War Pie, Oh My!

Product: None Such Mince Meat
Date: 1918

During World War I, None Such Mince Meat advertised its mincemeat pie filling by encouraging housewives to serve their country by baking “war pies” — pies baked without the top crust to save on flour. Such exhortations to be patriotic, make sacrifices, and save supplies were common in that era, as well as during World War II.

Can you imagine any company–or even the government–making the same kind of request today? People would be up in arms. Pardon the pun.

1918 war-time mincemeat ad

Post-script: I’m currently reading Jeff Rubin’s book, Why Your World Is About to Get a Whole Lot Smaller, about peak oil and what it will mean to our gas guzzling culture. The price of energy is going to go up, along with the cost of food, clothing and other essentials — all of which rely on oil for production, storage and transportation. It occurred to me that we’re already seeing the kind of conservation requests that None Such was putting forth in 1918, just not in support of a war effort. Instead, the requests today beseech us to do our part for the environment.

As prices for just about everything rise in the coming years, we’ll see more and more information about how to save and stretch what we use. Who knows, maybe War Pie will make a comeback as Green Pie. What do you think?

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Salad? You Say, Made with O’Henry?

Product: Oh Henry! & Oh Henry! Recipe Book
Date: 1926

1916 Oh Henry candy bar ad

“Why, that’s candy!”

Yes. Yes indeed. But that’s no reason you can’t put it in a salad with fruit. And mayonnaise. And lettuce. Oh yes.

Miss Daisy P. Rudd of Bennington, Vermont, says that it makes one of the most charming salads she has ever served. Oh yes.

But wait! There are actually thousands of recipes you can make with Oh Henry. Luckily for homemakers everywhere, the Oh Henry people whittled it down to the 60 best ones and put them in a recipe book: Sixty Ways to Serve Famous Candy.

So there you have it. Fruit salad thingamabob with Oh Henry. There’s probably going to be a run on the stores. You better “phone your grocer, drug or candy store for 6 or 8 bars of Oh Henry … now!”


1926 Oh Henry ad

Click to enlarge.

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Your Gel, It Smell

Product: Royal Gelatin
Date: 1933

Do you ever stop to think what gelatin is made from? Many people think horse’s hooves. It’s a common misconception, but no, gelatin cannot be made from hooves. What it does contain is not actually any more palatable: cattle and pork bones, pig skins, and cattle hides.

These days, of course, gelatin’s image is carefully groomed. There is nothing in the product or the packaging that even remotely hints at its gruesome ingredient list.

1933 gelatin ad

But back in the ’30s, consumers weren’t quite so lucky. It seems that some brands of gelatin gave off a rather, er, noxious smell. This ad for Royal Gelatin repeatedly describes their competitors’ aroma as “gluey.” The smell must have been quite pronounced and quite unpleasant for Royal to play up their fruity aromas as a key point of difference.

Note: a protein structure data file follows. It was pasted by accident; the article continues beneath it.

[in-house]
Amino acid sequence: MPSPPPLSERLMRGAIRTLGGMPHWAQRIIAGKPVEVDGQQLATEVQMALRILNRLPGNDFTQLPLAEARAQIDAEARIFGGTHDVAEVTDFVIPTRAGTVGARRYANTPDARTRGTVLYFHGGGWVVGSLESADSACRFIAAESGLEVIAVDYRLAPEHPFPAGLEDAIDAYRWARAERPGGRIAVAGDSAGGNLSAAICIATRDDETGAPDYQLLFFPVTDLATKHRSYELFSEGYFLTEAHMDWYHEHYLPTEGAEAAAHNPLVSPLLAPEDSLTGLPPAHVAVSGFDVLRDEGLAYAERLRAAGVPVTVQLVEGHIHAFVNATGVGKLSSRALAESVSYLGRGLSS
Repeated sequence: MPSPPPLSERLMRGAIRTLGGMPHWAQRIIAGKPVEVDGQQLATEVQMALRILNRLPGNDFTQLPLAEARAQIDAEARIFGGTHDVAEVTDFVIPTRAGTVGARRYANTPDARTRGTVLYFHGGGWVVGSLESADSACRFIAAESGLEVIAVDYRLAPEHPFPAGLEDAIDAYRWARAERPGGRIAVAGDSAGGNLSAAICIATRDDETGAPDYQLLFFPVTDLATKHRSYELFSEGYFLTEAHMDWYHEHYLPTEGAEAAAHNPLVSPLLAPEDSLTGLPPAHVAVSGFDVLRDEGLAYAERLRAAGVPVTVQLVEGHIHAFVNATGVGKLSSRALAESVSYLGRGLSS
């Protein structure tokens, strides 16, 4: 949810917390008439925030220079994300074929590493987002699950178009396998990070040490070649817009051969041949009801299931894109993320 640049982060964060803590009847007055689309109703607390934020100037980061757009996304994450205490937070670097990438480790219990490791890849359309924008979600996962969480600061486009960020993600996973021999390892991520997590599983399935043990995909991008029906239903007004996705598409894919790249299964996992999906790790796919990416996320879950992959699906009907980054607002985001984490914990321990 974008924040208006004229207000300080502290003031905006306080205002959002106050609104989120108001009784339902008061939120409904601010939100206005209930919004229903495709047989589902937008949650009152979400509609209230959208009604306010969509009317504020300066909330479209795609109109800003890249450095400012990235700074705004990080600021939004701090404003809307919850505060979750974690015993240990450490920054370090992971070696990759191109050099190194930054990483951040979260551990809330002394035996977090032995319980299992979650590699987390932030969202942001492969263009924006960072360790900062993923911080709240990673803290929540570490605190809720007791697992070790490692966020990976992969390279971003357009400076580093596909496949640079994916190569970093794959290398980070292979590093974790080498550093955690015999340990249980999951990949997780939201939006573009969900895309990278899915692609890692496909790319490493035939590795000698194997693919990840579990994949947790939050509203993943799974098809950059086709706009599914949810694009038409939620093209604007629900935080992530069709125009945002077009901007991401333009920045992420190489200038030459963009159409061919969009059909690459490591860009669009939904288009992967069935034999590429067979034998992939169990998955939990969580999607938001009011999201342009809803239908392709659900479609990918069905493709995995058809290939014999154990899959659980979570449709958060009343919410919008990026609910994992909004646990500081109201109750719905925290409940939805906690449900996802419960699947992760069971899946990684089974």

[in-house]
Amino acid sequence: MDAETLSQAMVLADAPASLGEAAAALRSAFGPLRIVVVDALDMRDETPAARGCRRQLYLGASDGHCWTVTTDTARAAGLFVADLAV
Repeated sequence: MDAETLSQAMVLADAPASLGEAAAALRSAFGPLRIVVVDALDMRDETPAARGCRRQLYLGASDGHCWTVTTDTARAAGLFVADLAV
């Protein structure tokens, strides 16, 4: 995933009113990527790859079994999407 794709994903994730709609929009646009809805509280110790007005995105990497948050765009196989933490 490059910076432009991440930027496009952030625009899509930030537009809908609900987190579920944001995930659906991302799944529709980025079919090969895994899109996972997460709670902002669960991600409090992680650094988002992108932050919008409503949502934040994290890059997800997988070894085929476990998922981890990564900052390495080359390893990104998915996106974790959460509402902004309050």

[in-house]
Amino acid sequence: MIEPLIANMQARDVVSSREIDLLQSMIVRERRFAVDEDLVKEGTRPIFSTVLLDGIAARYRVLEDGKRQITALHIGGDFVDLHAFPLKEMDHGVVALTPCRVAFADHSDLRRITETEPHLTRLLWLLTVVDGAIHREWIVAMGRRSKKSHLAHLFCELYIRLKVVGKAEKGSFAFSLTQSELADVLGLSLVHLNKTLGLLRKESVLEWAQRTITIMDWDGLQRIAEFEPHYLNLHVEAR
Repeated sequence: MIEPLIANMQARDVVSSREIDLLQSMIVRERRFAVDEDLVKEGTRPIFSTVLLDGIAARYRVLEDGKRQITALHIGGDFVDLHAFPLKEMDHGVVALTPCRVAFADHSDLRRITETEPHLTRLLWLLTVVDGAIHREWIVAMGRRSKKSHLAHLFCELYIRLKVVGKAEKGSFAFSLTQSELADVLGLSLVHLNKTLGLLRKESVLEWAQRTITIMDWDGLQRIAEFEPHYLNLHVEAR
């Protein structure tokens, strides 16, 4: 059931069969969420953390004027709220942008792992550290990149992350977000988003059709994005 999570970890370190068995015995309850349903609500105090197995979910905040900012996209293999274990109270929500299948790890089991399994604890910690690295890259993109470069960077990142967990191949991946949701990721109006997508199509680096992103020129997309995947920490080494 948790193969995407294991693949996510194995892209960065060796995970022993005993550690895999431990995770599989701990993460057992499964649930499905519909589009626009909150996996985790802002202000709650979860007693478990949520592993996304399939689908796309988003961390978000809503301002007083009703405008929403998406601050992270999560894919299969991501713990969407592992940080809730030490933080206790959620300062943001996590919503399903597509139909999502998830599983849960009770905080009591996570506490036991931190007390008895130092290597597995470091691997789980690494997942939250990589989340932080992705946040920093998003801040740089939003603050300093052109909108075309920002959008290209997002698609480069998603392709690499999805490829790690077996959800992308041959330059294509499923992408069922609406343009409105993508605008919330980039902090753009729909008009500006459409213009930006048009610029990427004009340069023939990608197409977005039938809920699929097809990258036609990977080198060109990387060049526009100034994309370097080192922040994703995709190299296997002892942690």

I wonder if they used the word “gluey” to tap into the public’s misconception that horse’s hooves were an ingredient in “inferior” brands of gelatin, since in the early 20th century, horse hooves and bones were often used as a source of glue.

Bon appetit?


1933 gelatin ad

Click to enlarge.

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Ice — It’s the Coolest

Product: Ice
Date: 1928

In our ultra-modern hyper-technological age, it’s hard to imagine a time when refrigeration was a novelty. And yet it wasn’t all that long ago, as this December 1928 ad for ice blocks attests.

Only 80 years ago, ice had copywriters gushing:

  • Ice was “the life of the party”.
  • Ice clinked merrily in time to music.
  • Ice sparkled brightly.
  • Ice added flavour and appeal to food and drink.
  • Ice made out-of-season foods available all year round!
  • Ice was good health insurance, keeping food pure and untainted.
  • Ice was efficient and inexpensive.

You could even send away for a free booklet called Ice – the Life of the Party. Inside you would learn “modern ways of enjoying ice, including proper uses of ice in table settings.”

Cool.


1928 ad for ice blocks

Click to enlarge

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Baby Wanna Bottle?

Product: 7-Up
Date: 1950

1950 7-Up soda ad

It’s 1950. It’s Middle America. Here we have Mom (in her high heels and pearls), Dad, Freddie, Kay, and little brother on a swell outing to the zoo. Look at the polar bears! Look at the balloons!

Now let’s turn our attention to little brother, the cute baby in the stroller. How old is he? Eighteen months? Maybe two, tops? He’s having a good time at the zoo, as well. What’s that he’s drinking? A bottle of nourishing mama’s milk? A cup of apple juice?

No, sir! It’s cheerful, clean-tasting 7-Up. Just because you’re still in diapers doesn’t mean you can’t enjoy your very own glass bottle of fizzy sugar water. In fact, it’s good for you. It’s practically medicine. The ad says so.

Seven-Up is so pure — so good — so completely wholesome that even the very youngest can “fresh up” just as often as they want…and with as much as they want.

God bless America.


1950 7-Up soda ad

Click to enlarge.

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